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Anyone still not believe in the Patriots?

January 21, 2007|Bob Oates | Special to The Times

The usual suspects -- New England's free-wheeling quarterback Tom Brady and his coach, Bill Belichick -- have taken the Patriots to another AFC title game against a quarterback and coach they traditionally beat, Peyton Manning and Tony Dungy of Indianapolis.

In their march to capture the Vince Lombardi Trophy for the fourth time in six years, the Patriots are coming off a near-perfect divisional playoff performance. They eliminated the San Diego Chargers -- whom many had anointed the "best team in football" -- while Manning unexpectedly took out the Baltimore Ravens, the scariest team in the playoffs.

What's left for New England: beating up on the Colts in a game that has become the traditional lead-in to a Patriots Super Bowl, then schooling the NFC champion, whoever that might be. As noted in this column last week, the Patriots seem a lock to win the Super Bowl again.

The real Super Bowl

As much attention as Brady and Belichick get, their game against San Diego shows they're still underrated.

On defense, Belichick's goal was to contain LaDainian Tomlinson, the Chargers superstar. The Chargers, who hoped to ride Tomlinson through the Patriots, handed him the ball 19 times on first down. Tomlinson gained 123 yards rushing and generated three touchdowns -- but not the 225 yards and four or five touchdowns required.

Belichick slowed Tomlinson just enough to allow Brady to catch him in the end.

On offense, the Patriots adopted the type of extreme game plan for which they are noted. Facing a runner-eating San Diego defense and a wild-man pass rusher in Shawne Merriman, the Patriots abandoned their strong running game and threw from the shotgun on nearly every play. That made Merriman disappear as surely as if they had kidnapped him.

Their strategy: putting a big offensive tackle in his face on every play rather than the tight ends and running backs on whom Merriman usually feasts.

Few coaches have the courage to ignore fans who go on and on about the need for "offensive balance." Few quarterbacks have the bulletproof psychology necessary to throw time after time.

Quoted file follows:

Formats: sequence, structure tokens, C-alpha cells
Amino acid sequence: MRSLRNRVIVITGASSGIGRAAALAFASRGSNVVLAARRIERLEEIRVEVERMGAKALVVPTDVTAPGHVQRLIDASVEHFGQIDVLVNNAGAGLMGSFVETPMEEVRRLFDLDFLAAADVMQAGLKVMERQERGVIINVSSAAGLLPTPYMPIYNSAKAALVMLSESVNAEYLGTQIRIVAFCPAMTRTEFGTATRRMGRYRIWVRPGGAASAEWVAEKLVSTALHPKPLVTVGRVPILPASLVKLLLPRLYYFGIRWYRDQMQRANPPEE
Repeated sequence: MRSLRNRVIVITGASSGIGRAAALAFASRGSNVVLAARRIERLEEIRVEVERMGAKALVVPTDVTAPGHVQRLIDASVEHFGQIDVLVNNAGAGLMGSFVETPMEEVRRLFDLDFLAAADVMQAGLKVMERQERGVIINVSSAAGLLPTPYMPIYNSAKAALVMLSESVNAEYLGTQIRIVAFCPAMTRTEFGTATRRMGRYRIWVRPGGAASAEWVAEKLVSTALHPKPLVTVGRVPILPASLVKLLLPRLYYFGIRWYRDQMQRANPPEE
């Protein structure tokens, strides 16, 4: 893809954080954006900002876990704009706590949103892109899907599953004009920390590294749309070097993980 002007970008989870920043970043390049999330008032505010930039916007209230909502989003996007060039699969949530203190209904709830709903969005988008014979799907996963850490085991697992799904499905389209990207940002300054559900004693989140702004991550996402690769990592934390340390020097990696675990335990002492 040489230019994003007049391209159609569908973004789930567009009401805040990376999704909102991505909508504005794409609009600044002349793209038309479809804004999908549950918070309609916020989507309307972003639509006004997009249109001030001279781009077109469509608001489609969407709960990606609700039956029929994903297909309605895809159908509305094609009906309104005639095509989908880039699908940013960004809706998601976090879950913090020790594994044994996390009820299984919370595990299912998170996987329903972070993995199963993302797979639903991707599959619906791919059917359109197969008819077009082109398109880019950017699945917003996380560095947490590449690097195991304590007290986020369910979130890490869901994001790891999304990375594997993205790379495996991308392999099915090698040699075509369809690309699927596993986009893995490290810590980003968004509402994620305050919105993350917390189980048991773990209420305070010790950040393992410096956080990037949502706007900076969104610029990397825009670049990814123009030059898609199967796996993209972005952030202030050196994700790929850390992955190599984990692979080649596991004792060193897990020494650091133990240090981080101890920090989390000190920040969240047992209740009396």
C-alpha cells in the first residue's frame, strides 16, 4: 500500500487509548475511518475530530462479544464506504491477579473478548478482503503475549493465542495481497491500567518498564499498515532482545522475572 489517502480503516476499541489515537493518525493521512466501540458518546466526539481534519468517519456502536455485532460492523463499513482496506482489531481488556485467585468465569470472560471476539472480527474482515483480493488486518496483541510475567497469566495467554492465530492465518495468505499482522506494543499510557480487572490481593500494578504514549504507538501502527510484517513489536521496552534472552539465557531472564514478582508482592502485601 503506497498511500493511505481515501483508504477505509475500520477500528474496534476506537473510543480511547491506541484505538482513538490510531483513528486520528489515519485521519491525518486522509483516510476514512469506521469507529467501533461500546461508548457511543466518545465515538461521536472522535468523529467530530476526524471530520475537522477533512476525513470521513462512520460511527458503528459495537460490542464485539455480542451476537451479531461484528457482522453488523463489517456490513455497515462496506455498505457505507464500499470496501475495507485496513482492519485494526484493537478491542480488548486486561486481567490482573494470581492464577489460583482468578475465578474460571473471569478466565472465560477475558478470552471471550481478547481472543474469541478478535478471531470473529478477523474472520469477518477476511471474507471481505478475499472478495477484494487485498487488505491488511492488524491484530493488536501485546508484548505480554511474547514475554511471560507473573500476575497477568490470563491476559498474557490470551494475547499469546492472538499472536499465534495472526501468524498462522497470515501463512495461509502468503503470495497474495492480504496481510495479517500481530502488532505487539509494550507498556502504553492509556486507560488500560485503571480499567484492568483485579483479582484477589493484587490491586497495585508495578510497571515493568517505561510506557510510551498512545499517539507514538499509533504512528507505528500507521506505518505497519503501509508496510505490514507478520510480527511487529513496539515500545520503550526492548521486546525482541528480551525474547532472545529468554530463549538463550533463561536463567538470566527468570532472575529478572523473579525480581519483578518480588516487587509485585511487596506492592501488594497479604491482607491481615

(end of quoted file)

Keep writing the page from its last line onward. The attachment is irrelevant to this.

For, with such an all-pass game plan, interceptions will come -- and three came to Brady. Undaunted, he threw and threw some more, completing 27 of 51 passes, finally hitting the big third-down bomb to Reche Caldwell that set up the game-winning field goal.

Such a game is often dubbed "the real Super Bowl" before it is played. That did not happen this time, largely because the 14-2 Chargers were widely expected to win.

But as soon as the final gun went off, and the Patriots could focus on the Colts and then either the Bears or the Saints, it became obvious.

The real Super Bowl had just been played.

Conference title games

* New England versus Indianapolis:

Manning has to learn that he has been letting the opposing coach call his plays for him.

Because Manning is geared to audible against any defensive weakness he sees, Belichick regularly shows him a weakness in the pre-snap look.

Manning's audible is attuned to that weakness, as Belichick knows. Then Belichick changes his formation just before the snap, and takes that play away.

It's easy to stop an offense if you know what is coming. Manning would be better off trying what Brady did against San Diego -- line up in the shotgun on every play.

His receivers are much more nimble than the players in the New England secondary, and the Colts' big front is coached to wear out pass rushers from the first play of the game.

But Manning revels in balance, as do his coaches. And every time Manning hands off, the Colts will die a little.

* Chicago versus New Orleans:

In a contest of diminutive big-play passers, this game will be decided by Chicago's game plan.

The Chicago coaches ruined the middle of Rex Grossman's first full season as quarterback by messing with his footwork. Grossman has adjusted now and played effectively in four of his last five games -- all but the meaningless Green Bay game at the end of the regular season, for which he did not prepare.

Last week against Seattle, Grossman completed two of the most beautiful NFL bombs of the season -- the second on third and long in overtime to set up the winning field goal.

If the Bears realize Grossman is back, and if they call aggressive downfield passes on key early downs -- as they did in the first five weeks of the season -- the Bears can win.

If not, Saints quarterback Drew Brees has too many weapons for the injured Chicago defense to handle. The Saints are going to score. The question is whether the Bears will make it a shootout.

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